Consumer Prices Keep Moving

On the surface, inflation does not seem to be a problem in the American economy. Figure 1 reports Consumer Price Index for the entire U.S. economy, by annual rates reported monthly. The red line at the end of the horizontal axis marks the two-percent inflation target that the Federal Reserve adheres to (though with a much looser approach now than historically). Compared to inflation rates in the 1980s, and even the 1990s, our current rates seem like nothing to worry about:

Figure 1

Source: Bureau of Labor Statistics

However, if we look beneath the surface at specific items within the CPI, things look a bit differently. First, the CPI specific for food and beverages, a group of products that is relatively prone to price volatility. Figure 2 accounts for food-price inflation over the past 40 years:

Figure 2

Source of raw data: Bureau of Labor Statistics

There are five episodes in Figure 2 that inform us about the future of food prices:

  1. The high inflation rates of the late 1970s and early 1980s were due to a cost-push problem cutting across the economy. Its origin was in part the oil-supply crisis in the wake of the Iranian revolution. It began in January 1978 and lasted for about a year, with increasingly disruptive effects on oil exports from the Middle East. As a result, there was a price shock through the European and North American economies. However, that was not the only reason: the U.S. income tax system punished people who got inflation-compensating wage and salary increases; it was after this episode that Congress linked income taxes to inflation instead of capitalizing on them. The inflation-punishment effect became integrated into wage and salary contracts, contributing to cost-push inflation. Inflation generally peaked at 13.5 percent in 1980, while food prices increased at 8.5-10.5 percent per year for three years.
  2. This is a traditional high-growth, excess-demand type of inflation. In the late 1980s the Reagan tax reform had revolutionized household finances and put considerably more money into household pockets. It took a while for the economy in general, including the food industry, to catch up and grow its production accordingly. As a result, we saw food-price inflation rates above five percent for about two years, with two tops above six percent.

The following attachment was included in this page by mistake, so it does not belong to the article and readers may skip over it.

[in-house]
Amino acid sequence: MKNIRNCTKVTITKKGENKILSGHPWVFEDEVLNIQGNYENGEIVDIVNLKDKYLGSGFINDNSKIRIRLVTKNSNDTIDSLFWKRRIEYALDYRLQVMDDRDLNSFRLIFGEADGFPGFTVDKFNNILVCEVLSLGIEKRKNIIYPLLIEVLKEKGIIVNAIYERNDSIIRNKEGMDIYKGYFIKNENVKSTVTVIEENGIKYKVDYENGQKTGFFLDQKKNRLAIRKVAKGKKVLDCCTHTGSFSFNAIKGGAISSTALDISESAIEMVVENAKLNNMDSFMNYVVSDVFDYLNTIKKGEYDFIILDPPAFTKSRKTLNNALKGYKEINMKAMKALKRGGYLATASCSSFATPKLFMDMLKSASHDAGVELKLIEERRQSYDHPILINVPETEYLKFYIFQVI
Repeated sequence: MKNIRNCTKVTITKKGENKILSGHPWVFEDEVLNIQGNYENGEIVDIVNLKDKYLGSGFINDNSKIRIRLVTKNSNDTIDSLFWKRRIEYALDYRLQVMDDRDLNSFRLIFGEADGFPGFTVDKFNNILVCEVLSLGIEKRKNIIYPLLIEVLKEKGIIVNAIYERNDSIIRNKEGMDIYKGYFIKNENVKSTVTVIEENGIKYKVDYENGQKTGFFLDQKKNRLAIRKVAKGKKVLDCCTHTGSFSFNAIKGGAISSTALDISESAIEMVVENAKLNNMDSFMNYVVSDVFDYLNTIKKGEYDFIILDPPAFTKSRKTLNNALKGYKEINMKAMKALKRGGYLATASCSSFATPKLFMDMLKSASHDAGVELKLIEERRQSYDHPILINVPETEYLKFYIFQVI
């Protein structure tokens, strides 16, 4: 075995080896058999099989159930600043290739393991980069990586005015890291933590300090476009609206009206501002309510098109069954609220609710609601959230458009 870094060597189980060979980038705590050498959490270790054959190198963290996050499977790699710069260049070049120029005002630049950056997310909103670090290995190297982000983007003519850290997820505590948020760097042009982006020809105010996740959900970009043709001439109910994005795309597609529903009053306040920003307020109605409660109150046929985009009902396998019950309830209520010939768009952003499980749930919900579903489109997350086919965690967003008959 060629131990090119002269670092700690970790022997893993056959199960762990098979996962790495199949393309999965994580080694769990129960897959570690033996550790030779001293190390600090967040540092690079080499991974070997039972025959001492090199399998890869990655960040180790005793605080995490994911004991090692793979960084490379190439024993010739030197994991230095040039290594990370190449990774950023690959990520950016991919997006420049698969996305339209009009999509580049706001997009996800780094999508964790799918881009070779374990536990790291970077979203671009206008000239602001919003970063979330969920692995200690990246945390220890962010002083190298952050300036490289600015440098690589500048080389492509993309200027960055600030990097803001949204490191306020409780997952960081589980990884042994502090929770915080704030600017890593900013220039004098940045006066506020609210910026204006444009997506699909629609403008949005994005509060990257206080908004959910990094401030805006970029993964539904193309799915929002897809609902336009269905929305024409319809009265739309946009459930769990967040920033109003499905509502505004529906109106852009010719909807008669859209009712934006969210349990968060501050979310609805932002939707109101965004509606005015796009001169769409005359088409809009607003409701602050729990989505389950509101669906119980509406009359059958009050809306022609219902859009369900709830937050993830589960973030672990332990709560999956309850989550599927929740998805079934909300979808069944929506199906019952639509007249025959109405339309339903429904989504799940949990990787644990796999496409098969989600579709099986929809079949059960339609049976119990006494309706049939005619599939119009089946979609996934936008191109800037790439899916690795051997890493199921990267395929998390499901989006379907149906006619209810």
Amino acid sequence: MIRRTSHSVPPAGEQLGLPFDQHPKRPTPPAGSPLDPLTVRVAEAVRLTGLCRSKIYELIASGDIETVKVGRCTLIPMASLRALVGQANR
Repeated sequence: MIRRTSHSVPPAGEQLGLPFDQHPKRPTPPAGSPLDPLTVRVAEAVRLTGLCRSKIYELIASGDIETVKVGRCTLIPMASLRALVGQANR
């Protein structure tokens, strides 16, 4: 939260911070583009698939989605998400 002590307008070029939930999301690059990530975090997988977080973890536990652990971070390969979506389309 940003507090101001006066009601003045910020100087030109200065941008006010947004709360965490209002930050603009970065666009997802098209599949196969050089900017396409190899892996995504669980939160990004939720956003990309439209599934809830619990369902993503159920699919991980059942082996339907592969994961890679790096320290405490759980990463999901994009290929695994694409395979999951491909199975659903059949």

3. This is a period of relative price stability. There are no dramatic shocks to either the supply side or the demand side of the economy. The exception is a brief spike in prices right before the Great Recession.
  4. Which happens to be the fourth episode of interest. For a short period of time we see food-price deflation. This is due entirely to the deep recession and consumer adjustments to tighter budgets. After a brief spike in prices right as the recession ends, prices return to relative stability, at least measured over time.
  5. This is the price spike in the 2020 artificial economic shutdown. We have not seen an inflation hike like this one since the cost-push episode four decades ago: all other peaks in food-price inflation since then have been caused by excess demand.

For this very reason, it is wrong to fall for the seeming inflation calm that is visible in Figure 1. As a statistical variable, consumer price inflation remains the same over time, but as an economic phenomenon it changes character over time.

What we have right now is a combination of the cost-push inflation from 40 years ago (though the origin is different) and monetary inflation. This combination is rare – in fact unique to the U.S. economy – and it is explosive in nature.

We can see the unusual inflation situation even more clearly in another product subgroup, namely appliances. The Bureau of Labor Statistics does not report this subgroup any further back than to 1998, but the period gives us enough data to note how two different causes of inflation can look very similar. Behold the A and B episodes in Figure 3:

Figure 3

Source of raw data: Bureau of Labor Statistics

Episode A is the result of the strong Trump economy, when home construction was growing rapidly and consumer finances had improved markedly after the tax reform. This spike in appliance prices is characteristic for excess demand, or demand-pull, inflation.

By contrast, during episode B unemployment is high due to the artificial economic shutdown. Inflation should have been low, perhaps even replaced by deflation, yet since Congress spend enormous amounts of money on cash handouts to households, the regulatory supply disruption correlated with sustained consumer spending. The result is technically a hybrid between demand-pull and cost-push inflation, but in reality has more cost-push characteristics to it.

Again, the monetization of those cash handouts means that we have set a dangerous form of inflation in motion. It is not yet present in all parts of the economy; as we will discuss in Friday’s economic newsletter, there are sectors where we still see some deflation. However, the the sectorial differences are of less importance than the nature of the inflation we have. What matters is, therefore, that we don’t stare ourselves blind at the numbers, but understand the mechanisms behind them.

When we do, we see forces building up for high inflation, forces that can best be thought of as the lava piling up underneath a volcano before it erupts.